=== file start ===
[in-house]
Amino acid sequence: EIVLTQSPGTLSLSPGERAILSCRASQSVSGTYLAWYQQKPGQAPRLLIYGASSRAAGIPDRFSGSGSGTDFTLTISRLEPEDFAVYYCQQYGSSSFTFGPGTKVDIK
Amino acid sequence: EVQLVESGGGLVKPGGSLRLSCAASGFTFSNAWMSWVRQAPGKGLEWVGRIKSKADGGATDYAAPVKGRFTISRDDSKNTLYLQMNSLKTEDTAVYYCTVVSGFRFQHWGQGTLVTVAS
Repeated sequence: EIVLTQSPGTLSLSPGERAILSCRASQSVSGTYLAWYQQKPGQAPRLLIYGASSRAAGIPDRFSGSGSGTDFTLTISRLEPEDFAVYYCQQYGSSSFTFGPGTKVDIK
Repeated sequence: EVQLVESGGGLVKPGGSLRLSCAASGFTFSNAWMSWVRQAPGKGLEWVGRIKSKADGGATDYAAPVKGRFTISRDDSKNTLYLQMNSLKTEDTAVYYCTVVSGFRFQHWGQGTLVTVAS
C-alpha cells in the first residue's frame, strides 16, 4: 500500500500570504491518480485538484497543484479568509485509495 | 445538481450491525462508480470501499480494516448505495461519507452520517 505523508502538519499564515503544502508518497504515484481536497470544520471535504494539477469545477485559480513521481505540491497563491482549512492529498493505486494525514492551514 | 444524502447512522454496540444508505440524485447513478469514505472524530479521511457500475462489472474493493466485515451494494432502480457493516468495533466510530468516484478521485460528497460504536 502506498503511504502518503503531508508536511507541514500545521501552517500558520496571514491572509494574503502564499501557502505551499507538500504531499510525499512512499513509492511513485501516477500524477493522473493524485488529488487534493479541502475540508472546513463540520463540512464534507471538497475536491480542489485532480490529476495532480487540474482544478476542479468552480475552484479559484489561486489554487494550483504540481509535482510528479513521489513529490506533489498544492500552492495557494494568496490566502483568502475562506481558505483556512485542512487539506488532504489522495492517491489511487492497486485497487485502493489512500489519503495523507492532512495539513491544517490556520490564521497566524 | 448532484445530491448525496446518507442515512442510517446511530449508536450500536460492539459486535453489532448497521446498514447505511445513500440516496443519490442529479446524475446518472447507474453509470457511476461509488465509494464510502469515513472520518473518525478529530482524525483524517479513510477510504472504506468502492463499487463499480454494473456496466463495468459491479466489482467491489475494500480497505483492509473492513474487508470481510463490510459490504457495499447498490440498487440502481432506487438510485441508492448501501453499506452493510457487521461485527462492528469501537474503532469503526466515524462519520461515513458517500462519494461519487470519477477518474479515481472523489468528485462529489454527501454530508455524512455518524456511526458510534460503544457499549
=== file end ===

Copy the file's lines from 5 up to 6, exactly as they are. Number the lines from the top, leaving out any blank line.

Repeated sequence: EVQLVESGGGLVKPGGSLRLSCAASGFTFSNAWMSWVRQAPGKGLEWVGRIKSKADGGATDYAAPVKGRFTISRDDSKNTLYLQMNSLKTEDTAVYYCTVVSGFRFQHWGQGTLVTVAS
C-alpha cells in the first residue's frame, strides 16, 4: 500500500500570504491518480485538484497543484479568509485509495 | 445538481450491525462508480470501499480494516448505495461519507452520517 505523508502538519499564515503544502508518497504515484481536497470544520471535504494539477469545477485559480513521481505540491497563491482549512492529498493505486494525514492551514 | 444524502447512522454496540444508505440524485447513478469514505472524530479521511457500475462489472474493493466485515451494494432502480457493516468495533466510530468516484478521485460528497460504536 502506498503511504502518503503531508508536511507541514500545521501552517500558520496571514491572509494574503502564499501557502505551499507538500504531499510525499512512499513509492511513485501516477500524477493522473493524485488529488487534493479541502475540508472546513463540520463540512464534507471538497475536491480542489485532480490529476495532480487540474482544478476542479468552480475552484479559484489561486489554487494550483504540481509535482510528479513521489513529490506533489498544492500552492495557494494568496490566502483568502475562506481558505483556512485542512487539506488532504489522495492517491489511487492497486485497487485502493489512500489519503495523507492532512495539513491544517490556520490564521497566524 | 448532484445530491448525496446518507442515512442510517446511530449508536450500536460492539459486535453489532448497521446498514447505511445513500440516496443519490442529479446524475446518472447507474453509470457511476461509488465509494464510502469515513472520518473518525478529530482524525483524517479513510477510504472504506468502492463499487463499480454494473456496466463495468459491479466489482467491489475494500480497505483492509473492513474487508470481510463490510459490504457495499447498490440498487440502481432506487438510485441508492448501501453499506452493510457487521461485527462492528469501537474503532469503526466515524462519520461515513458517500462519494461519487470519477477518474479515481472523489468528485462529489454527501454530508455524512455518524456511526458510534460503544457499549